July Fourth, Labor Day and Memorial Day each surpass New Year’s Eve and Thanksgiving as the holidays with the most fatalities
Lakewood, NJ (PRWEB) May 26, 2013
According to the National Highway Traffic Safety Administration, the summer holidays are the most dangerous days to drive. July Fourth, Labor Day and Memorial Day each surpass New Year’s Eve and Thanksgiving as the holidays with the most fatalities.
There are many factors that lead to the dangers, including drunk driving and the increase in traffic volume; however, one factor that many drivers may not consider is that weather conditions can create road hazards as the temperature heats up. Here are three hazards and solutions to keep drivers safe this summer:
1. Allergy Season: Spring and summer allergies cause both drowsiness and sinus pressure. At 70 mph the driver can lose vision up to 110 yards.
Solution: Speak with your doctor about various allergy medications and their potential side effects. In order to lessen your exposure to pollen, use the air conditioner in your car rather than open windows and regularly vacuum your car and wash car mats. Keep tissues at the ready. Feel a sneeze coming on? Slow down and allow your car to drop back in traffic.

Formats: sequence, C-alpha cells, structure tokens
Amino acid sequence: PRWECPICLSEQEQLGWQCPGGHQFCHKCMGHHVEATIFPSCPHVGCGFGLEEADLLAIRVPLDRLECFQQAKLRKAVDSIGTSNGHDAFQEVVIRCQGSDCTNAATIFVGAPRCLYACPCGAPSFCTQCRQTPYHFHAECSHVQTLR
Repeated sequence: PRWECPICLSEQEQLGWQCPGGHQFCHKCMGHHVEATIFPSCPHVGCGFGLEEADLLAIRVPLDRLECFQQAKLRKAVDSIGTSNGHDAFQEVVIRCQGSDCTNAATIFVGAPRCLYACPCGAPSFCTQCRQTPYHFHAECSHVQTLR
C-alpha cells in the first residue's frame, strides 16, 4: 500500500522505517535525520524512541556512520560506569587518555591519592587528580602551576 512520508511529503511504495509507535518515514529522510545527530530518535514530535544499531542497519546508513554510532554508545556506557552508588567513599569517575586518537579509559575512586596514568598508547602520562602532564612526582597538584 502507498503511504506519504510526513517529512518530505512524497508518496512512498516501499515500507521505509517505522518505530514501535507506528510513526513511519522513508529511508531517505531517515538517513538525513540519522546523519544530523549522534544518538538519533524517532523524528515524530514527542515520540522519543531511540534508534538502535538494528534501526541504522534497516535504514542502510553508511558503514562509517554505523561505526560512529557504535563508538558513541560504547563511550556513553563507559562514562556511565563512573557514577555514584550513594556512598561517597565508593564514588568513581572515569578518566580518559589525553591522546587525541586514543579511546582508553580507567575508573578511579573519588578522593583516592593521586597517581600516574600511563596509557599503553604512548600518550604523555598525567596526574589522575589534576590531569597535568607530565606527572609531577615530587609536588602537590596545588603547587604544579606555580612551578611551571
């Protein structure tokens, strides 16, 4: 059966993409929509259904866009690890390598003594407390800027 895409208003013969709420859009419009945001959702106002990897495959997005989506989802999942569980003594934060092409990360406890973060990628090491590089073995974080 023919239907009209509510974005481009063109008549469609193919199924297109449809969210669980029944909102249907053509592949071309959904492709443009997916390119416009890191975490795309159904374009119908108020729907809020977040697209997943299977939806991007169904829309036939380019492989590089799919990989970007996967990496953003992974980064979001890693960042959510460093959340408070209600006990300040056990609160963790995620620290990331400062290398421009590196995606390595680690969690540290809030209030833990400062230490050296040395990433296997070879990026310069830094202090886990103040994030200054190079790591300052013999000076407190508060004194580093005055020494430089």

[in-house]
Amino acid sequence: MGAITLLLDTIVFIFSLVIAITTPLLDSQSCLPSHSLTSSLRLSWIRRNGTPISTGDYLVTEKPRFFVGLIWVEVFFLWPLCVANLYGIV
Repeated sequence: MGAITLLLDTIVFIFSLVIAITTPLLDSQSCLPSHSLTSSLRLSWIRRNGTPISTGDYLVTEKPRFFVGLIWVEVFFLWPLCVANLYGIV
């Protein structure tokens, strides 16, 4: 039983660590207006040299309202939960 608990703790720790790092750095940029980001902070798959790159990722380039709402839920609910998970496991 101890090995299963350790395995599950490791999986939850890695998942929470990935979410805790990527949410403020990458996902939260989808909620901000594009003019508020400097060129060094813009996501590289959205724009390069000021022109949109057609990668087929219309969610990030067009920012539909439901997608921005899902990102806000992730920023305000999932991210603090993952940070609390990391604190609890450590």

2. High temperatures: The heat can aggravate minor damage to rubber tires leading to punctures and blow-outs.
Solution: To prevent such an occurrence check your tires before your road trip. Look for cracks and check for sufficient air inflation. You may want to increase the air pressure to compensate for any extra weight you may be carrying on your road trip.
3. Thunder Storms: heavy rain can impair vision and the wet raids can decrease the effectiveness of the car’s brakes.
Solution: Keep the car’s radio on to stay apprised of the storm’s development. In rainy weather, use your low beams and drive slower than usual. Brake earlier to leave more distance between your car and the car ahead. If the rain becomes very heavy, pull onto the shoulder of the road, making sure to choose a section of the road with no trees that could become uprooted and fall onto your car. Use your emergency flashing lights. In case of lightning, avoid touching conducting (metal) surfaces both inside and outside of your car.
For more information on Summer Road Safety Tips, please visit:
http://www.kars4kids.org/blog/summer-road-safety-tips/ and follow the Kars4Kids Facebook page.